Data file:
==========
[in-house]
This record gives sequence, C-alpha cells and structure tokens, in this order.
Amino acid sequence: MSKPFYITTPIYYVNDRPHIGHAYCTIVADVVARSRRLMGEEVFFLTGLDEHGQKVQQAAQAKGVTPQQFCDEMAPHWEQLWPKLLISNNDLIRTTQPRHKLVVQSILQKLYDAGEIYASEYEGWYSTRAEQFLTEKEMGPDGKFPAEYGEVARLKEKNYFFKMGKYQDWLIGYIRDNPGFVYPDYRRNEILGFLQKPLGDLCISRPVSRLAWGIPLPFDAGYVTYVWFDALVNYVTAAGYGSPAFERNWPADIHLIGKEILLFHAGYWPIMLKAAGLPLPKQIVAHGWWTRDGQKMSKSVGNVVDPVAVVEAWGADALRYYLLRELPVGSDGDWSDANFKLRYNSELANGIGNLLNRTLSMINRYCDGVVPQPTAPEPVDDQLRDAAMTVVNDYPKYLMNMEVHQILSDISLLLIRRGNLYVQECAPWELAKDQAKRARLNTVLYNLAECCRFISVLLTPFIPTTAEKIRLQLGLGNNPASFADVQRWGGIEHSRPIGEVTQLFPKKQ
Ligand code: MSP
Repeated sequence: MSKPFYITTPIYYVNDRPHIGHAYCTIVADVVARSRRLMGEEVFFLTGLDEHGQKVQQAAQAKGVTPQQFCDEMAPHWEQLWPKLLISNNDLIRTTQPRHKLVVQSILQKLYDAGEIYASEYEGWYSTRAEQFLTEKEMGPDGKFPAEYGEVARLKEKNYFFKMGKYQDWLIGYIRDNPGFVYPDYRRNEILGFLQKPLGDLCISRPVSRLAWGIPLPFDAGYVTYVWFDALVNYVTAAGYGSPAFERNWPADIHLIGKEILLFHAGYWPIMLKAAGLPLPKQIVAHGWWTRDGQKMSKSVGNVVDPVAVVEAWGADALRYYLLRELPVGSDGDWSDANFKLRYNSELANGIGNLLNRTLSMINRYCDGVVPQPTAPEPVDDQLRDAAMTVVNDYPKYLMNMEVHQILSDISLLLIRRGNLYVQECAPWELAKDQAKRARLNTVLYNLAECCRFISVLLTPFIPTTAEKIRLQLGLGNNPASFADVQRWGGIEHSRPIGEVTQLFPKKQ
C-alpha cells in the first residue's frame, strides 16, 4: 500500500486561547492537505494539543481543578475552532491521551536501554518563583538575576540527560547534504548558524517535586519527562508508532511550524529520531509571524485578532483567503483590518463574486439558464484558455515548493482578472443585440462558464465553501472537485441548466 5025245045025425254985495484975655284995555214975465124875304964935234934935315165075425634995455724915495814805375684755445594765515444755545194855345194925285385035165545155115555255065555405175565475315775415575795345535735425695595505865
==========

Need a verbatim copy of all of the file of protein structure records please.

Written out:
[in-house]
This record gives sequence, C-alpha cells and structure tokens, in this order.
Amino acid sequence: MSKPFYITTPIYYVNDRPHIGHAYCTIVADVVARSRRLMGEEVFFLTGLDEHGQKVQQAAQAKGVTPQQFCDEMAPHWEQLWPKLLISNNDLIRTTQPRHKLVVQSILQKLYDAGEIYASEYEGWYSTRAEQFLTEKEMGPDGKFPAEYGEVARLKEKNYFFKMGKYQDWLIGYIRDNPGFVYPDYRRNEILGFLQKPLGDLCISRPVSRLAWGIPLPFDAGYVTYVWFDALVNYVTAAGYGSPAFERNWPADIHLIGKEILLFHAGYWPIMLKAAGLPLPKQIVAHGWWTRDGQKMSKSVGNVVDPVAVVEAWGADALRYYLLRELPVGSDGDWSDANFKLRYNSELANGIGNLLNRTLSMINRYCDGVVPQPTAPEPVDDQLRDAAMTVVNDYPKYLMNMEVHQILSDISLLLIRRGNLYVQECAPWELAKDQAKRARLNTVLYNLAECCRFISVLLTPFIPTTAEKIRLQLGLGNNPASFADVQRWGGIEHSRPIGEVTQLFPKKQ
Ligand code: MSP
Repeated sequence: MSKPFYITTPIYYVNDRPHIGHAYCTIVADVVARSRRLMGEEVFFLTGLDEHGQKVQQAAQAKGVTPQQFCDEMAPHWEQLWPKLLISNNDLIRTTQPRHKLVVQSILQKLYDAGEIYASEYEGWYSTRAEQFLTEKEMGPDGKFPAEYGEVARLKEKNYFFKMGKYQDWLIGYIRDNPGFVYPDYRRNEILGFLQKPLGDLCISRPVSRLAWGIPLPFDAGYVTYVWFDALVNYVTAAGYGSPAFERNWPADIHLIGKEILLFHAGYWPIMLKAAGLPLPKQIVAHGWWTRDGQKMSKSVGNVVDPVAVVEAWGADALRYYLLRELPVGSDGDWSDANFKLRYNSELANGIGNLLNRTLSMINRYCDGVVPQPTAPEPVDDQLRDAAMTVVNDYPKYLMNMEVHQILSDISLLLIRRGNLYVQECAPWELAKDQAKRARLNTVLYNLAECCRFISVLLTPFIPTTAEKIRLQLGLGNNPASFADVQRWGGIEHSRPIGEVTQLFPKKQ
C-alpha cells in the first residue's frame, strides 16, 4: 500500500486561547492537505494539543481543578475552532491521551536501554518563583538575576540527560547534504548558524517535586519527562508508532511550524529520531509571524485578532483567503483590518463574486439558464484558455515548493482578472443585440462558464465553501472537485441548466 5025245045025425254985495484975655284995555214975465124875304964935234934935315165075425634995455724915495814805375684755445594765515444755545194855345194925285385035165545155115555255065555405175565475315775415575795345535735425695595505865